In the last 19 years there has a been an
explosion of Autism Spectrum Disorder (ASD) diagnoses.
This has opened up concerns in the medical community,
as well as society as a whole
Today 1 in 100 children are diagnosed as ASD.
Most people know someone who has an Autism Spectrum Disorder
whereas 20 years ago it wasn't as commonplace.
Surely doctors MUST be over-diagnosing, right?
The explosion of diagnoses is due to the fact that in 1993
the definition of Autism was expanded to
include not only non-verbal, low-functioning kids,
but also high-functioning children who may seem normal in some ways,
but their parents and teachers know better.
They have strange obsessions with things,
speak very formally and have a large vocabulary,
they are very intelligent, but often don't do well in school,
they are easily distracted, and yet can spend hours doing something
if they are really interested in it,
and sadly, they have very few friends.
The expansion of the definition of ASD means
that millions of kids are able to get resources to help them
It means that parents are getting information and resources to help
cope with their children's unusual behavior patterns.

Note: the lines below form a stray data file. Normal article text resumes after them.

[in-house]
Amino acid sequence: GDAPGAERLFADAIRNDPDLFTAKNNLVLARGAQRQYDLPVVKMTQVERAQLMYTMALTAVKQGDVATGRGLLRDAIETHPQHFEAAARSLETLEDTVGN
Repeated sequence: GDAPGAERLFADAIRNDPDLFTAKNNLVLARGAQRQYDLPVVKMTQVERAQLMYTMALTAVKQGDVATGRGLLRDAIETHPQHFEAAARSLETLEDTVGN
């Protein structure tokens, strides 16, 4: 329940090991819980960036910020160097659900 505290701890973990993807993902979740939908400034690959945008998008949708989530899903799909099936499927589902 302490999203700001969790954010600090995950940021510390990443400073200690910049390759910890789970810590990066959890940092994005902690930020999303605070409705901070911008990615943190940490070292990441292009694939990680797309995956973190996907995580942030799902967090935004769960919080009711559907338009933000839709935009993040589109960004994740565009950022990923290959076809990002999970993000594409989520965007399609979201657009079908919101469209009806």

It has also given the general public an awareness that
there is often a reason WHY some kids seem
strange or "off-beat".
However, Autism Spectrum Disorder
is about to have a new definition.
Millions of children who are getting resources now
will not be able to receive them under the new definition.
Who came up with this plan?!
By changing the definition will these "off-beat" children
suddenly act "normal"?
Will they begin to succeed in school without
resources or modifications?
Will ignoring their differences make them go away?!
The REASON why it is so vital to diagnose these children
early is because then they're able to get the
tools and resources
they need to
succeed in life,
not just in school.
We're not just talking about getting an A+
on their spelling tests because modifications were made.
We're talking about teaching these kids
that are crucial for their survival in the work force.
We're talking about having resources and tools to
teach them how to adapt
to different environments
and to not be so
so that they can be loving
husbands and fathers,
and great employees.
We're talking about teaching them how to be
productive members of society
and how to use their strengths
to be successful in life, rather than
allowing their deficiencies
steal their potential!
So, this Momma of a child with ASD is very
upset, and very concerned about these changes.
Very concerned indeed.